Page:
Quarterly results reported Wednesday were ...

Profits rose sharply in the third quarter of the year at the globe's third largest pharma group, as new products and lower costs atoned for stiffer competition from generic drugs. GSK posted profits of £1.69 billion ($2.86bn; €2.43bn) in the three months to September, up 24% year-on-year. The sharp rise bettered expectations and reflected a sales increase of 9% to £5.47bn. But the full year forecast remained unchanged at "single-digit or better" percentage growth. Some analysts described this as disappointing.

The burger chain, which reported its first quarterly loss ever in last year's fourth quarter, saw 2003 Q3 profit increase by 12.5%, bolstered by robust US sales, a sign that a much-anticipated turnaround may be under way. Net income rose to $547.4 million (€464.73m; £323.32m) from $486.7m year-on-year. Revenue rose 11% to $4.5 billion from $4.05bn. "They have clearly re-established momentum in the US," said Lehman Brothers analyst Mitchell Speiser (who doesn't own any McDonald's stock). "The next level of the game is to improve service and brand perception."

The planet's largest food company (which does not report quarterly profit figures) delivered a 5.4% per cent increase in organic sales for the first nine months of the year. But actual sales fell by 2.4% to SFr64.6 billion ($49.17bn; €41.73bn; £29.03bn) due to currency movements. At constant exchange rates sales grew by 6.8%, comprising real internal growth (RIG) of 2.3% plus 3.1% from price increases and 1.4% from acquisitions. RIG of bottled water and beverages rose 5.7% during Europe's hot summer; although chocolate and confectionery sales melted in the heat with RIG falling 4.1%. Geographically, the strongest results came from the Americas, where organic sales were up 5.9% with most of the growth coming from Latin America. The emerging markets of Eastern Europe, which grew by 10%, helped to offset sluggish growth of 1.6% from Western Europe, averaging an organic sales uplift of 2.3% for the whole of Europe. Asia, Oceania and Africa, enjoyed organic sales growth of 4.2% despite the effects of SARS.

Second quarter operating profits fell 34% to ¥33.2 billion ($0.303bn; €0.257bn; £0.179bn), depressing net profits by 25% to ¥32.9bn. While the results reflected an upturn in Sony's core electronics business, this was weakened by a sharp deterioration in the games unit - formerly a major profit driver. The consumer electronics division was boosted by higher sales of mobile phones, digital cameras, Vaio personal computers, DVD recorders and flat screen TVs. Full-year group operating profits are now estimated at ¥100bn rather than ¥130bn; pre-tax profits likewise will be ¥120bn instead of the ¥130bn originally forecast.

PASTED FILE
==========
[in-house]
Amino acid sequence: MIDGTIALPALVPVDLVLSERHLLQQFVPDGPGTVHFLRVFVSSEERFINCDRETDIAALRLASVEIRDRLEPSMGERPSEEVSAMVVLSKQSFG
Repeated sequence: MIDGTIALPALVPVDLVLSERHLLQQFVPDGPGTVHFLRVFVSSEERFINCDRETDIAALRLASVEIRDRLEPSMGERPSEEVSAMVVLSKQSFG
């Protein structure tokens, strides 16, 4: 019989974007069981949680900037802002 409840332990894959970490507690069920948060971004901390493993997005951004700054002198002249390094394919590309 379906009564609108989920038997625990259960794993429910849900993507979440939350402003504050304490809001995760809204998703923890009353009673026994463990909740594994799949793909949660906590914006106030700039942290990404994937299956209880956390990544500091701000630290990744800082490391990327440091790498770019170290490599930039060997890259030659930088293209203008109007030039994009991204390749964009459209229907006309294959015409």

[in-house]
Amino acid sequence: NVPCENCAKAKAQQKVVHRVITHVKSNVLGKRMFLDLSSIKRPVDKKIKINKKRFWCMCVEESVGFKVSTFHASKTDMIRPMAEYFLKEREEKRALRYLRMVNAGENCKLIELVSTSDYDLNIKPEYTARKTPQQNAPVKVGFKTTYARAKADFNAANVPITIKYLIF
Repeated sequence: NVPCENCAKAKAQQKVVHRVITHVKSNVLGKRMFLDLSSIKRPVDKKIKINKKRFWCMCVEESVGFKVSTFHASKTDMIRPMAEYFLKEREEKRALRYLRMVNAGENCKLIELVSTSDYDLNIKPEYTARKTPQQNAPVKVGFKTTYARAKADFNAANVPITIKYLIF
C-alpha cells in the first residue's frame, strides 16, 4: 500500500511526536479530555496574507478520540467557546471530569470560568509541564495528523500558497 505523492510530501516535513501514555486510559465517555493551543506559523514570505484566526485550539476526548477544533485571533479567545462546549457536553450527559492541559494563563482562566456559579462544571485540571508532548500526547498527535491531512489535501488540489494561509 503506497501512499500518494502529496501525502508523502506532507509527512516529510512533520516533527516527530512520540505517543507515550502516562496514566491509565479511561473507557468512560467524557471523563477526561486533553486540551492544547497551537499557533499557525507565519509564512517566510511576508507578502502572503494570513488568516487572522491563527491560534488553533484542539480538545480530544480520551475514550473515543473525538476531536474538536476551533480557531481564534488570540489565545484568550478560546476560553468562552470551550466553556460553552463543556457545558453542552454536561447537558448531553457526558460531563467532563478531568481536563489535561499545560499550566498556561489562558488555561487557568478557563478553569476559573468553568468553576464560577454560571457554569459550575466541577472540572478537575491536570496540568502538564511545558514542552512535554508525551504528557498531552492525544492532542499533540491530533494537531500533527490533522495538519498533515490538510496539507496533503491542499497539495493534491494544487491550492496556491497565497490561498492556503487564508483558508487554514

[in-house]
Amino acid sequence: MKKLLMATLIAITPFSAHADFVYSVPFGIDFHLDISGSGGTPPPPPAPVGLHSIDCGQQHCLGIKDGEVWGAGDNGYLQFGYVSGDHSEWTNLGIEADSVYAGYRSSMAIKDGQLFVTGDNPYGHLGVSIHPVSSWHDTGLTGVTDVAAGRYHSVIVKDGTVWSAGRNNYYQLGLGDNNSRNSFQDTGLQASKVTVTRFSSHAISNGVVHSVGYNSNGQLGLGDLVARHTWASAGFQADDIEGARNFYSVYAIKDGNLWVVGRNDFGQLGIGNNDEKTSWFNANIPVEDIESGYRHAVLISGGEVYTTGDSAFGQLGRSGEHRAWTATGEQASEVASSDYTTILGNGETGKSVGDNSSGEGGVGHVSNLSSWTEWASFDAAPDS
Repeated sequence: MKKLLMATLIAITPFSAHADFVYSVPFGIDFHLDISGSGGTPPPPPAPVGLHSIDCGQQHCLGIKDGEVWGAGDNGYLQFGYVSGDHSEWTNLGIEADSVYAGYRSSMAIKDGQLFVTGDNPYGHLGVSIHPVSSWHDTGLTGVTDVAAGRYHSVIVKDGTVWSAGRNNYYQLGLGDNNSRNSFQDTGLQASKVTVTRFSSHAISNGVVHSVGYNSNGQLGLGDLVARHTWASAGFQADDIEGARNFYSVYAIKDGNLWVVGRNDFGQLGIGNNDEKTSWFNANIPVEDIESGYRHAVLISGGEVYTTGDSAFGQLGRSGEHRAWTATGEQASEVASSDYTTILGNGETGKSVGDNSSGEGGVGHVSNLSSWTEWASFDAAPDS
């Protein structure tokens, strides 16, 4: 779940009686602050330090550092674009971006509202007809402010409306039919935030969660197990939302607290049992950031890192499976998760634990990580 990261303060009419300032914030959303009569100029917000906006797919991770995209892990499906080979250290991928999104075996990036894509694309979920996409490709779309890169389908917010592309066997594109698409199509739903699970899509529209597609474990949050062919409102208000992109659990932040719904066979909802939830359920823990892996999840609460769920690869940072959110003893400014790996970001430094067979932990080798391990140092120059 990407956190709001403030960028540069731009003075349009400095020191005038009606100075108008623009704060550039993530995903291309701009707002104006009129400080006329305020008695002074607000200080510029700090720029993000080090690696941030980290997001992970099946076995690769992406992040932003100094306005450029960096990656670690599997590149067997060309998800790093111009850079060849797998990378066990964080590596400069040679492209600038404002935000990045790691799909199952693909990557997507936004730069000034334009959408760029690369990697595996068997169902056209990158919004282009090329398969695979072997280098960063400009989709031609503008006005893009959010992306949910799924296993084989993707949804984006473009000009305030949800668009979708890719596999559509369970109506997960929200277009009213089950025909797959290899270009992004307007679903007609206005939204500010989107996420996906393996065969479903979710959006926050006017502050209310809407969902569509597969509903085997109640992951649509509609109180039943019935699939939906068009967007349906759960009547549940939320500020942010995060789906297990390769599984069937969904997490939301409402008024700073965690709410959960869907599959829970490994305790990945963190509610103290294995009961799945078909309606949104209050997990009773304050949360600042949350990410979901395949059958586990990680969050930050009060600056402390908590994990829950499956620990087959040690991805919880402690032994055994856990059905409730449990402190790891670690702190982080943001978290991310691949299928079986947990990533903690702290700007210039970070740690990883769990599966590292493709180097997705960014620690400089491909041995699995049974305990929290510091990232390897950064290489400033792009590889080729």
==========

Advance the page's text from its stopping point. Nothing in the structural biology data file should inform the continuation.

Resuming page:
Time Warner
A mixed third quarter as some parts of the media mammoth reported growth while others declined. Overall revenues were up 4% to $10.3 billion (€8.75bn; £6.08bn), while operating income increased year-on-year to $1.4bn from $1.31bn. Chairman/ceo Richard H Parsons hailed both cash flow and debt reduction, the group having generated $3.2bn of free cash in the first nine months of the year; it is also on target to reduce net debt to $20bn by the end of 2004. At TW's cable unit, operating income was up due to the growth of high-speed internet access and new services such as video on demand. Profits at the cable TV networks, including Turner, HBO and CNN were up 17% as cable continues to lure viewers from broadcast TV. However, profits in the publishing division slumped 25%, reflecting the effects of the difficult advertising climate on Time Inc, the world's largest magazine publisher. The company is also planning a restructuring of its Time Life direct marketing unit following a sharp fall in sales.

Data sourced from multiple origins; additional content by WARC staff